The psychologist named 6 criteria for distinguishing love from falling in love
Surprisingly, if we are talking about love for flowers, ice cream or the sea, we do not even have a question about what kind of feeling it is, do we not confuse love with falling in love. If I love the sea, then I love it.
But if I say: “Oh, I’m just in love with his paintings!”, sounds like it’s about falling in love. But again, no confusion. So, what is the difference between love and falling in love. Let’s figure it out.
Love is something more stable and lasting, it is a feeling; falling in love is about the fact that we are under a strong positive emotional impression of something.
But unfortunately, in relations between people, everything is not so simple and obvious. Understanding what unites you with your partner – love or being in love – can be really difficult.
I identify 6 main criteria by which you can distinguish love from falling in love.
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1. Love is intimacy, falling in love is always a game
According to Stephen Karpman, the author of the concept of a triangular relationship between the roles of Victim, Persecutor and Rescuer, love is possible only outside of such a relationship. In the language of psychology, such relationships are called “games”, codependent relationships.
Karpman argued: “When a person is free from games, he gains the freedom to love.”
So, love is available only when a person is free from psychological games.…
For example, in transactional analysis, this state is called “intimacy.”
Love is possible only where there is closeness.
In this sense of the word, intimacy has nothing to do with intimacy or physical contact.
Proximity is a format of communication in which there is no pretense, any hidden psychological benefits, there is no manipulation; people allow themselves to be real, to be themselves and do not wear masks.
At the level of communication, this is manifested in the fact that a person says exactly what he means – without hints and the desire to prick, attract, deceive, lure, flatter, etc.
Proximity is available only to psychologically mature, internally “grown-up” people.
2. Love is born from an “adult” ego state, falling in love – from a “child”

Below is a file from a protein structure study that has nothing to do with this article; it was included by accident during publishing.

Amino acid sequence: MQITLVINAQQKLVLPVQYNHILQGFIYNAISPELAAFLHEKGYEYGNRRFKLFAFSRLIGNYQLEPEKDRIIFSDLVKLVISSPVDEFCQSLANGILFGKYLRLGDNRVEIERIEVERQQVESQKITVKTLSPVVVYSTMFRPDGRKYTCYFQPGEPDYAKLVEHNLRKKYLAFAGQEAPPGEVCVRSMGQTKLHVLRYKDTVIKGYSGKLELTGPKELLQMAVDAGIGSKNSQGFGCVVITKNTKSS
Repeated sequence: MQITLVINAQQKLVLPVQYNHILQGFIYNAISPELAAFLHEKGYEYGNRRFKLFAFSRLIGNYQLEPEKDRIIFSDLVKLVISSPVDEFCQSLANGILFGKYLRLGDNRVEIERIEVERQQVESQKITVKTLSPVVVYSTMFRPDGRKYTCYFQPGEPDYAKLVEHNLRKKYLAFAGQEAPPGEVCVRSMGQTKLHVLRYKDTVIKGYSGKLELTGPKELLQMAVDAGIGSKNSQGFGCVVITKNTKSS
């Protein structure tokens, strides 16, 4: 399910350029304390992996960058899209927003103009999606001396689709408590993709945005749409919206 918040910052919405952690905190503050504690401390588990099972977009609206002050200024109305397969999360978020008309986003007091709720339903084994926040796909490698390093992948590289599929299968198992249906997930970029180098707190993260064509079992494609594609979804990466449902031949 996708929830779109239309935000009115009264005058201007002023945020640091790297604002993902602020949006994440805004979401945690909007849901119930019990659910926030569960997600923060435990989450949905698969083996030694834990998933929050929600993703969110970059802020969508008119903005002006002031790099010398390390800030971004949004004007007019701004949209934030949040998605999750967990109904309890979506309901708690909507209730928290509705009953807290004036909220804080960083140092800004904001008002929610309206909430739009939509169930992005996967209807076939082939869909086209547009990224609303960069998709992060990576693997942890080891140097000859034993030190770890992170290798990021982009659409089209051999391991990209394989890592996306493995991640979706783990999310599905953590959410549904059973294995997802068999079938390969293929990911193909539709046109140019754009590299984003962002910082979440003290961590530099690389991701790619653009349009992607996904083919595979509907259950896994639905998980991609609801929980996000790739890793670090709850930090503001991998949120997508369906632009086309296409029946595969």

In the structure of the personality, three parts are often distinguished – the inner Parent, the Adult and the Child. Adulthood is something different from parental and childish states, but at the same time it does not exclude them, but rather cooperates with them.
What do we see if the “parental” state prevails in a woman?
Such a woman will strive to remake her partner in her own way or will allow herself to criticize, reproach, and claim. She can sincerely believe that everything would be much better in a relationship if it was the way she imagines it to be right. It is important for her to be right and to always be “my way”.
It has nothing to do with love. But falling in love here can be – especially if a woman lives with illusions that her partner will change, if she gets some emotions from her innocence, or if (in the extreme version) she takes care of a man, takes care of him “like a mother.”
When a “childish” state prevails in a woman, the situation is not much different from what we have already considered. You might think that in this case the role of the “parent” is assumed by the man – he takes care of the woman, takes care of her. Yes, it happens, but it’s not that simple.
Even in a “childish” state, a woman can look very “strong” – well, there is a horse, a burning hut, and further down the list. Such a woman will “attract” some “wrong” men (alcoholics, workaholics, womanizer, losers, etc.) and sincerely believe that she has nothing to do with it – she comes across them.
But what can you do! Love is evil! And, hiding behind beautiful words, a woman will talk about love, although love was not here and there.
When a person is in a codependent, conditionally “unhealthy” relationship, he usually experiences very vivid and varied emotions. And among them there may well be one that turns out to be in love, but not love.
Can falling in love be a constructive and healthy state? Naturally.
As an emotion, falling in love is born from the resources of the inner Child. And this is a game (including love), and flirting, and the spontaneous manifestation of feelings, emotions, passion. When a person is in love, he soars, flies, plays, dances … And he is aware of this. And lets go easily when the game comes to an end. Maybe with longing and sadness, but easy.